I listen for birdsong every morning. I leave my window open all year round, even in winter. A crack is enough to let the birdsong in. Even hearing five minutes is enough to put me in positive mood, ready for the day ahead. In the winter I listen out for them even more: they help me to get up out of bed, to remember that life is good, even on dark mornings.
In the winter I love the sound of the robin’s song. It goes right to my heart and lifts me up. Listening throughout the months and paying attention to the changes over the seasons is really fun. Where I live, the bird song begins to build up and increase from mid to late February, and then by May it is like there is a whole orchestra just outside the bedroom window. The memory of these bird filled dawns also helps me through the winter months by reminding me that the seasons will change, will turn with the big wheel of life, and the riotous birdsong will be back.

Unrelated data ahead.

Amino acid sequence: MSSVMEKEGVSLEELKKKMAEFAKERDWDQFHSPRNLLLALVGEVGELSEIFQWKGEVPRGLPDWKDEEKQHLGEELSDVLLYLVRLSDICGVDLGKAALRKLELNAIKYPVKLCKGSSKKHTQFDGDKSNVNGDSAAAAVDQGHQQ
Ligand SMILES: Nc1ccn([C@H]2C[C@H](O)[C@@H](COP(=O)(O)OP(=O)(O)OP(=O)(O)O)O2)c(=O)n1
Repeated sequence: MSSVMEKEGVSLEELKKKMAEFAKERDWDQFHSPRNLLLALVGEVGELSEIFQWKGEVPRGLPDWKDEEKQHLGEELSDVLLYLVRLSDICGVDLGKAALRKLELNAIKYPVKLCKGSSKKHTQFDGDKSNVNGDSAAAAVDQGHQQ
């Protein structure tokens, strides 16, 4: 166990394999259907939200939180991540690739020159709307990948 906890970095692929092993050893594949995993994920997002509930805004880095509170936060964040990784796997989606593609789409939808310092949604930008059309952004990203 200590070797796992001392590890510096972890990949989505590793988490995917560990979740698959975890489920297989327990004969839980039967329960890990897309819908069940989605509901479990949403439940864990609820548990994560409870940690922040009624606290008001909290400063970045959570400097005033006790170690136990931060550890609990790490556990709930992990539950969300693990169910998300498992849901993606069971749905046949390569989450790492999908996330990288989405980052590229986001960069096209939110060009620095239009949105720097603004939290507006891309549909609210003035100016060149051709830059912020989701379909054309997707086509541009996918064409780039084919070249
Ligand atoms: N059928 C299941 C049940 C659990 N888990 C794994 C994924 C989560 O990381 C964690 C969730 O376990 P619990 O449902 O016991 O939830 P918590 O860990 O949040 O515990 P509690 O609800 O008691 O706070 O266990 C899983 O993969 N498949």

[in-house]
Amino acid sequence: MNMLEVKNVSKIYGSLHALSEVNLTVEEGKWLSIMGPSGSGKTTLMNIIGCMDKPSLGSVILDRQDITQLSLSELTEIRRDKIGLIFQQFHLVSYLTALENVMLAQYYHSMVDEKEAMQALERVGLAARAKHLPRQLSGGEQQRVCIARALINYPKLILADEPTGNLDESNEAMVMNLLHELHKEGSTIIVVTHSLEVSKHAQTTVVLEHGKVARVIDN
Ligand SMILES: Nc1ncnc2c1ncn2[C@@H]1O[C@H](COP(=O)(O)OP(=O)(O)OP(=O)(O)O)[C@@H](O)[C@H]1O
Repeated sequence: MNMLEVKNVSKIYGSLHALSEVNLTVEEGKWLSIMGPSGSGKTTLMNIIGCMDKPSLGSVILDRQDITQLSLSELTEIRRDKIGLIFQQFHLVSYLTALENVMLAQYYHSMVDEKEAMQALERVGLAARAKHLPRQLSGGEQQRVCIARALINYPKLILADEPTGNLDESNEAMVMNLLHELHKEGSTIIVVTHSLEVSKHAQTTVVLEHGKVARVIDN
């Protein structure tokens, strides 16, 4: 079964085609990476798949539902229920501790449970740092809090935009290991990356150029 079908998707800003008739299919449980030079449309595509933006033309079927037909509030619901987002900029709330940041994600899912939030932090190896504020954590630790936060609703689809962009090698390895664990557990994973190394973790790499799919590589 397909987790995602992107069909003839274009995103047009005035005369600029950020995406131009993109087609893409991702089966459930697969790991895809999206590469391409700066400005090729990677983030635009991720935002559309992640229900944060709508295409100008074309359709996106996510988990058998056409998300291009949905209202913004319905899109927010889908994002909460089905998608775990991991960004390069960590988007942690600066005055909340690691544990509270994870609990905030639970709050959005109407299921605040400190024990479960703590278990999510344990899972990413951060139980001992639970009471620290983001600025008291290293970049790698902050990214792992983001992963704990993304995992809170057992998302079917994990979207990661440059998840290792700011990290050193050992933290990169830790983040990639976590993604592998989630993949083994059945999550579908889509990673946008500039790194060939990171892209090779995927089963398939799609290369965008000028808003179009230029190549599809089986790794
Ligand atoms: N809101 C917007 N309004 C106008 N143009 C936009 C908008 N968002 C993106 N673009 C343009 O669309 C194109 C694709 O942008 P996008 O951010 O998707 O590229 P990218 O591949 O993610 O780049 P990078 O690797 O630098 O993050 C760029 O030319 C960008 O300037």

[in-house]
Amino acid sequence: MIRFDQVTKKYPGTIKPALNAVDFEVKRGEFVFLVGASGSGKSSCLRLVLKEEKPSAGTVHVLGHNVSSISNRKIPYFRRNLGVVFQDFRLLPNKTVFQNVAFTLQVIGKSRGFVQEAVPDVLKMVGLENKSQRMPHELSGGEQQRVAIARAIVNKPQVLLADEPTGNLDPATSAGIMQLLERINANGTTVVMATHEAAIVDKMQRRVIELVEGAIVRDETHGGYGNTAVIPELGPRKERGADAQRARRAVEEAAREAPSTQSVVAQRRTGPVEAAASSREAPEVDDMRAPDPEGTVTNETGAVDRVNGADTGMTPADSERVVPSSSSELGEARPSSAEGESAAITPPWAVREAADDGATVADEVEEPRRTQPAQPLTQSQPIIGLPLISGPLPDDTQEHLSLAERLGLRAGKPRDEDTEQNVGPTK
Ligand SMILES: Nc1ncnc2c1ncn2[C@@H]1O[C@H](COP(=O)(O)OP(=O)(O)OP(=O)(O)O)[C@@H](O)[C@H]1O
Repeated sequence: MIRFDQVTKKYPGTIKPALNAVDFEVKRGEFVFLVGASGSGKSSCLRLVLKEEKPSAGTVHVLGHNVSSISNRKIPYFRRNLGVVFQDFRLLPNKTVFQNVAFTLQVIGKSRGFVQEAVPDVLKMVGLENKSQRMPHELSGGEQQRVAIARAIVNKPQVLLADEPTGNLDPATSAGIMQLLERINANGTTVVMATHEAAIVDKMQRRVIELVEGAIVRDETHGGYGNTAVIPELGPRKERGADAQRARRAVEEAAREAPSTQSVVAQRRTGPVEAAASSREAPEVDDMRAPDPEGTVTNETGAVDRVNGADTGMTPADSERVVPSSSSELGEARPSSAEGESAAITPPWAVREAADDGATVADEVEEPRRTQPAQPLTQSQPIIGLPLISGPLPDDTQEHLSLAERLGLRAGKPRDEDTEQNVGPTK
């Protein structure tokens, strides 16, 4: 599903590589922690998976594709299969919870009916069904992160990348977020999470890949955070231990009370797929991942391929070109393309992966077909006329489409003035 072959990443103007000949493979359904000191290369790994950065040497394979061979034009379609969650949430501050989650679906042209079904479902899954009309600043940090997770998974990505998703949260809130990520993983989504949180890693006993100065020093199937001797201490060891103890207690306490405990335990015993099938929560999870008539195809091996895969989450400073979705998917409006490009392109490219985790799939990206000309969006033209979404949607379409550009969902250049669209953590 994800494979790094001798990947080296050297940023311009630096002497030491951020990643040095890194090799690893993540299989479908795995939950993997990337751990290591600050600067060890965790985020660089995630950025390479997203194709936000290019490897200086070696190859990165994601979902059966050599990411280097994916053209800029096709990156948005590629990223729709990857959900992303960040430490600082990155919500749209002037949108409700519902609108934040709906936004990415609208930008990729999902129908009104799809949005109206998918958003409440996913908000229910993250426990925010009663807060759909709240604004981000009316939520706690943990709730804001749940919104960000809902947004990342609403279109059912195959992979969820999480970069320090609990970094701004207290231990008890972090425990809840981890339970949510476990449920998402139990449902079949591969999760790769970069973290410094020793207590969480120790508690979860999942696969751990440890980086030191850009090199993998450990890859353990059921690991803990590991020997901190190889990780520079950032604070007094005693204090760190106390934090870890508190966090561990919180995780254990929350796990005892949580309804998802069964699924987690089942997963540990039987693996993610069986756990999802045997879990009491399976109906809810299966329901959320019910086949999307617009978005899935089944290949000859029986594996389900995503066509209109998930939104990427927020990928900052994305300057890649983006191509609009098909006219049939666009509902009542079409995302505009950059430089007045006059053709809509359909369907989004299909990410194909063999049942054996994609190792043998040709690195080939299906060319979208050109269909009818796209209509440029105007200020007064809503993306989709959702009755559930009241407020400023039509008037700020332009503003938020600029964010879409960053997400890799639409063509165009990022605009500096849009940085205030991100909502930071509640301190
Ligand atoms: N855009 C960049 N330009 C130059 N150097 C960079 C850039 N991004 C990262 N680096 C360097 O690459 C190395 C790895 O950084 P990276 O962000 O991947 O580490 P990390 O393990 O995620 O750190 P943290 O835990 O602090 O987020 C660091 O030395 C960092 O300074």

When I am walking along the streets, on an errand or on my way to work, I listen out for birdsong. Sometimes I go out of my way, if time allows, to walk along the streets that have more hedges and trees.
Like in the wonderful poem below by Emily Dickinson, I am humbled by what a gift birds are. I think about how tiny they are, living their lives up against the elements as they do, the wind, rain and snow; and realise how each day is a precious day. And so I fill up their feeders with food and top up their water and say thank you.
Hope by Emily Dickinson
‘Hope’ is the thing with feathers
That perches in the soul,
And sings the tune without the words,
And never stops at all,
And sweetest in the gale is heard;
And sore must be the storm
That could abash the little bird
That kept so many warm.
I’ve heard it in the chillest land,
And on the strangest sea;
Yet, never in extremity,
It asked a crumb of me.